06/08/2008 - 22:00

Sarich: what goes around...

06/08/2008 - 22:00


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Many Western Australians, myself included, consider Ralph Sarich a household name, so I was surprised last week to discover that many people in Perth have little or no awareness of how he built his $1 billion fortune.

Sarich: what goes around...

Many Western Australians, myself included, consider Ralph Sarich a household name, so I was surprised last week to discover that many people in Perth have little or no awareness of how he built his $1 billion fortune.

In conversations around Perth there was a vague awareness Mr Sarich was a wealthy property developer. But there was no awareness of his previous life as an inventor, company promoter and business celebrity whose orbital engine was touted as a radical breakthrough that would revolutionise the world's automotive industry.

Mr Sarich attracted legions of fans, including Australia's largest company, BHP, which helped bankroll his Orbital Engine Corporation.

Governments around Australia and overseas competed vigorously for the right to host Orbital's manufacturing plant, which was meant to create hundreds of jobs and millions of dollars in export income.

The company's annual meetings were also a big event, with hundreds of investors turning up to hang on Mr Sarich's every word.

Most investors failed to time their exit as well as Mr Sarich, however. He sold his stock in the early 1990s and went on to build a much larger fortune in property investment through Cape Bouvard Investments, which includes his son Peter Sarich in its management team.

It was announced last week that the 69-year-old Mr Sarich was sharing part of his fortune by donating $20 million to medical research (see page 4).

The Orbital story started in the late 1960s, when Mr Sarich, the son of Croatian migrants, developed his orbital rotary engine.

He was named inventor of the year in 1972 and became a national celebrity - the classic backyard inventor made good.

Mr Sarich quickly won the backing of BHP, which agreed to form a 50:50 joint venture to commercialise his invention.

The high point for the orbital engine was 1983, when General Motors signed an agreement to evaluate its potential.

It was a short-lived high, because Orbital concluded soon after that its namesake engine was too radical to ever win mainstream acceptance.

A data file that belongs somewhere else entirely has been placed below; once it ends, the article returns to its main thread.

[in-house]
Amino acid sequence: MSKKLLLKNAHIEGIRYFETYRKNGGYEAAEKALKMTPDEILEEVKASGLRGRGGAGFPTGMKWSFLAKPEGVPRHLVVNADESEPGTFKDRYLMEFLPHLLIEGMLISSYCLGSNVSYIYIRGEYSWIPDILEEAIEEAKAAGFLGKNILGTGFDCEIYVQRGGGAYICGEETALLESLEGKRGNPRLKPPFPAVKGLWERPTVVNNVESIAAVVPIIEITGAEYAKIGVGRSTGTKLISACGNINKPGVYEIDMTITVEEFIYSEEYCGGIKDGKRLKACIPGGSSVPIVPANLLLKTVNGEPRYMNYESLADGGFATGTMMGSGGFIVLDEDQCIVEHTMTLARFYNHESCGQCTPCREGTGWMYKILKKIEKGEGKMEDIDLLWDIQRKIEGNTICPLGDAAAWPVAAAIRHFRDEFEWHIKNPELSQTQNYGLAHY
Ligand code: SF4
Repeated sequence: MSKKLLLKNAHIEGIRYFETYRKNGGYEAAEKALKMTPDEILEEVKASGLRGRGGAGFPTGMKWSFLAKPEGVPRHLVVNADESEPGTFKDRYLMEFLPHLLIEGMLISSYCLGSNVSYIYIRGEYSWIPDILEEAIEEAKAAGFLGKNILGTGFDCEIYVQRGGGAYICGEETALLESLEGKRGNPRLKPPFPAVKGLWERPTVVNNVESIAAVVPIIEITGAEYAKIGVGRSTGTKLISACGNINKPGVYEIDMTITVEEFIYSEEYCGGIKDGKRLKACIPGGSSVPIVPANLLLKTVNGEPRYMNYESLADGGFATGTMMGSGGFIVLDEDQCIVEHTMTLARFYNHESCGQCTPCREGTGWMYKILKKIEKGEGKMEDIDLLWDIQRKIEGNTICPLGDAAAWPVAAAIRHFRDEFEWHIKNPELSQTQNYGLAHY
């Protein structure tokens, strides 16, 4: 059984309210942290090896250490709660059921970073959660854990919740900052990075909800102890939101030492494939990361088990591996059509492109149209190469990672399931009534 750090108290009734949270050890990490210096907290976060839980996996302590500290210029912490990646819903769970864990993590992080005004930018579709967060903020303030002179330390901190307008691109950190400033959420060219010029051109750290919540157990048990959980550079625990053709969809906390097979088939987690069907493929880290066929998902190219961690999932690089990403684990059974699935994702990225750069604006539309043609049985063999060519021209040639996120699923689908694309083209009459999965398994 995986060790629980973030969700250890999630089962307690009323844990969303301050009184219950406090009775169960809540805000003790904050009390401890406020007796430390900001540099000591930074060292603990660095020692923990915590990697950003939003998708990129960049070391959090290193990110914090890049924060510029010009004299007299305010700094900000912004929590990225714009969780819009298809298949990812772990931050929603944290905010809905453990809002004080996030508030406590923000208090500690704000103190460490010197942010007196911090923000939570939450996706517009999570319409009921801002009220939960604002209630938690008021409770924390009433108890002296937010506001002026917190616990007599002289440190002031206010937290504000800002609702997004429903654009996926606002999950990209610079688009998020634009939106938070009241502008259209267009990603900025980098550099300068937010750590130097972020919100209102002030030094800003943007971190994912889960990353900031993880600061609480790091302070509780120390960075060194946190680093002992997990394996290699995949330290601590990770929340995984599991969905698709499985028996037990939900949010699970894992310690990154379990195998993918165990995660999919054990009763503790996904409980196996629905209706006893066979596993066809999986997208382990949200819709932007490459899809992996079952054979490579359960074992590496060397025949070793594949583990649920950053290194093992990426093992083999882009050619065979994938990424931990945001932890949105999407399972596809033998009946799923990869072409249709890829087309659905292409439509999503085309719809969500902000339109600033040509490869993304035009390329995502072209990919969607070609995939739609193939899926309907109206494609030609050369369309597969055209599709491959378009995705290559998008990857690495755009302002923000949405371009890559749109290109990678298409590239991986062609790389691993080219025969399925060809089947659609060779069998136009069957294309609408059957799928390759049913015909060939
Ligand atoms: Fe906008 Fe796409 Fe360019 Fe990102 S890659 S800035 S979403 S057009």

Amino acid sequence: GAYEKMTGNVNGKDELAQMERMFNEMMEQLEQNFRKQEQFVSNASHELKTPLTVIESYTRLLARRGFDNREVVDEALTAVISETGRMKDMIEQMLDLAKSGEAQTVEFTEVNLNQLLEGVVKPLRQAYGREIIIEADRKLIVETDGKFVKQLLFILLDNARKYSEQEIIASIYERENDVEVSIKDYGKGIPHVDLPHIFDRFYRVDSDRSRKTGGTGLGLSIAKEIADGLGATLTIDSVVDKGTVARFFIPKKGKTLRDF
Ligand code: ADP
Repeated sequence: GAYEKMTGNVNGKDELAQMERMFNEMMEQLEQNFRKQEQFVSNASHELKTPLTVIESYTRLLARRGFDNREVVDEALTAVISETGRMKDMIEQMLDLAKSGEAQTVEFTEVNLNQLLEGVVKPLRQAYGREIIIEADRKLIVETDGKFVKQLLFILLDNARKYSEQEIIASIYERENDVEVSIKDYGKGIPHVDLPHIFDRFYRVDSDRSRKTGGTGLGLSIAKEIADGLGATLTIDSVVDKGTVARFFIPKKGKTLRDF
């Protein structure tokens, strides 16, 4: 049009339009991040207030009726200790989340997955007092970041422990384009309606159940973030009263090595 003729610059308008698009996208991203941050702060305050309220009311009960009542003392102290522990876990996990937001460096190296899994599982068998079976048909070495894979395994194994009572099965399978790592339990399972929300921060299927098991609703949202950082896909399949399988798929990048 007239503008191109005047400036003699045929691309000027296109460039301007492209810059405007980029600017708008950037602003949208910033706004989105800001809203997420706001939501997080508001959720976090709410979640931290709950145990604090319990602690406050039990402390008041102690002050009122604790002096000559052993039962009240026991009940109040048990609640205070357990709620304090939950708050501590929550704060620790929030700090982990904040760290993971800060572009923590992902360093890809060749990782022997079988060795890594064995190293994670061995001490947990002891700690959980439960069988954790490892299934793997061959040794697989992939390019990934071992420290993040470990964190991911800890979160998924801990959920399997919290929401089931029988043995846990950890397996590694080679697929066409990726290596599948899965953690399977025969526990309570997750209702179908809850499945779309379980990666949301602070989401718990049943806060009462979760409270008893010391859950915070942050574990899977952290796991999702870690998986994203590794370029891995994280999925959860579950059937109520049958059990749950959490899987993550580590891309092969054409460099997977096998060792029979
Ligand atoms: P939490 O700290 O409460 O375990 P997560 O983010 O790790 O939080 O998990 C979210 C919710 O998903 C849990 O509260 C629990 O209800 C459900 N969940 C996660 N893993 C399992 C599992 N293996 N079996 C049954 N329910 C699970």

The company focused instead on applying its fuel injection technology - the Orbital Combustion Process (OCP) - to two-stroke engines so it could be used in cars.

This was also a radical departure from conventional practice; at the time, two-stroke engines were noisy, smoking engines on lawnmowers and outboards.

The change in focus did nothing to dampen investor interest.

Orbital was floated on the Australian stock exchange in 1984 and went on to sign General Motors, Ford, Fiat and others as licensees of its OCP technology.

These deals fuelled high expectations for the company, which led in turn to a bidding war between state governments in Australia and in the US for the right to build Orbital's manufacturing plant.

Orbital chose to build its plant near Detroit in the US, after winning concessions from the state of Michigan. That decision was seen as a huge loss for Australia, and the government of the day was roundly critcised for letting Orbital slip from our grasp.

The WA government tried hard to keep Orbital - in 1989 it provided a $19 million interest-free loan (a big amount in those days) to win the company's loyalty.

The terms of the loan illustrate the ambitious expectations of the time.

The loan was due to be repaid after 25 years, or when annual production of OCP engines exceeded five million units.

It never came remotely near that figure - and the loan has still not been repaid.

Mr Sarich exited the company in 1992, after it listed on the New York Stock Exchange and was valued at more than a $1 billion.

He sold his Orbital stock for prices between $1 and $3 a share and, ever since, has been a successful, albeit low-profile, property investor.

Critics like to claim the Orbital story was all hype, spruiked by Mr Sarich.

This ignores the licensing deals and extensive R&D programs Orbital undertook in partnership with automotive companies.

Those programs never turned into firm deals.

Orbital went to great lengths trying to convince automotive companies that its OCP technology was a winner.

In 1995 it bought 100 Ford Festivas and replaced the conventional 4-stroke engines with OCP-equipped 2-stroke engines.

The Festivas ran on the road for five years, clocking up 5.6 million kilometres, but the positive test results were not enough to sway the automotive manufacturers.

In the late 1990s, Orbital again came close to a big breakthrough when the OCP technology was applied to four-stroke engines and Mercedes and others evaluated its commercial potential.

The company's main focus over the past decade has been the marine and motor scooter markets.

Orbital technology is used on a range of products, including outboard engines, personal watercraft, and scooters.

The introduction of strict emissions standards around the world was meant to boost the take up of OCP technology, especially in China and India where it was hoped OCP technology would be used on millions of scooters.

European scooter manufacturers Aprilia, Piaggio and Peugeot have also adopted the OCP technology, as have Bajaj of India and Kymco of Taiwan.

These commercial applications plus a range of consulting and engineering services have kept Orbital in business, but it's all a far cry from the great hopes of 20 years ago.


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